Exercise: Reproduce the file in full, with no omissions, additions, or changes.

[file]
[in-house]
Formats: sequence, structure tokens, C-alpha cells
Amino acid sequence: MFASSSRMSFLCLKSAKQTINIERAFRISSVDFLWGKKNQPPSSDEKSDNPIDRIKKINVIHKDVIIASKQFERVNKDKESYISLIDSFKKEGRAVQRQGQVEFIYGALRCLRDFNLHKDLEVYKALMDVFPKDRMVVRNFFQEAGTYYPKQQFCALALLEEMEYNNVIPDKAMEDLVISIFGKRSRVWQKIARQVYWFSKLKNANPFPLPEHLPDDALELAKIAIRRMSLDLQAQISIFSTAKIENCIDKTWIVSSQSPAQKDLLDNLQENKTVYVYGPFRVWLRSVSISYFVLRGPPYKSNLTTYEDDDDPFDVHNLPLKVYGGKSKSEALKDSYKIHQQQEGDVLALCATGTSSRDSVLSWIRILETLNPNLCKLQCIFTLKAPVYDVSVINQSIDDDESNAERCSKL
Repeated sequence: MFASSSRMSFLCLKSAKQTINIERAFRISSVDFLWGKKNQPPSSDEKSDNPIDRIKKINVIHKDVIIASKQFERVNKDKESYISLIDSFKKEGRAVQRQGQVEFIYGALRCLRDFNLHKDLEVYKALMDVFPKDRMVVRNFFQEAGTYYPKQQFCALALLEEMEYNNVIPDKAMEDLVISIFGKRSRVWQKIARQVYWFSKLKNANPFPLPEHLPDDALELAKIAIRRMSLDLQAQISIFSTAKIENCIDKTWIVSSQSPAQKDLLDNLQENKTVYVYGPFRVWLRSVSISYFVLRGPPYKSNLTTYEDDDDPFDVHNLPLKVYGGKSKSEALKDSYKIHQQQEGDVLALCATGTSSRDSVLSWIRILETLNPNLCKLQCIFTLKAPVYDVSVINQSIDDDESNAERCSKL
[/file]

[in-house]
Formats: sequence, structure tokens, C-alpha cells
Amino acid sequence: MFASSSRMSFLCLKSAKQTINIERAFRISSVDFLWGKKNQPPSSDEKSDNPIDRIKKINVIHKDVIIASKQFERVNKDKESYISLIDSFKKEGRAVQRQGQVEFIYGALRCLRDFNLHKDLEVYKALMDVFPKDRMVVRNFFQEAGTYYPKQQFCALALLEEMEYNNVIPDKAMEDLVISIFGKRSRVWQKIARQVYWFSKLKNANPFPLPEHLPDDALELAKIAIRRMSLDLQAQISIFSTAKIENCIDKTWIVSSQSPAQKDLLDNLQENKTVYVYGPFRVWLRSVSISYFVLRGPPYKSNLTTYEDDDDPFDVHNLPLKVYGGKSKSEALKDSYKIHQQQEGDVLALCATGTSSRDSVLSWIRILETLNPNLCKLQCIFTLKAPVYDVSVINQSIDDDESNAERCSKL
Repeated sequence: MFASSSRMSFLCLKSAKQTINIERAFRISSVDFLWGKKNQPPSSDEKSDNPIDRIKKINVIHKDVIIASKQFERVNKDKESYISLIDSFKKEGRAVQRQGQVEFIYGALRCLRDFNLHKDLEVYKALMDVFPKDRMVVRNFFQEAGTYYPKQQFCALALLEEMEYNNVIPDKAMEDLVISIFGKRSRVWQKIARQVYWFSKLKNANPFPLPEHLPDDALELAKIAIRRMSLDLQAQISIFSTAKIENCIDKTWIVSSQSPAQKDLLDNLQENKTVYVYGPFRVWLRSVSISYFVLRGPPYKSNLTTYEDDDDPFDVHNLPLKVYGGKSKSEALKDSYKIHQQQEGDVLALCATGTSSRDSVLSWIRILETLNPNLCKLQCIFTLKAPVYDVSVINQSIDDDESNAERCSKL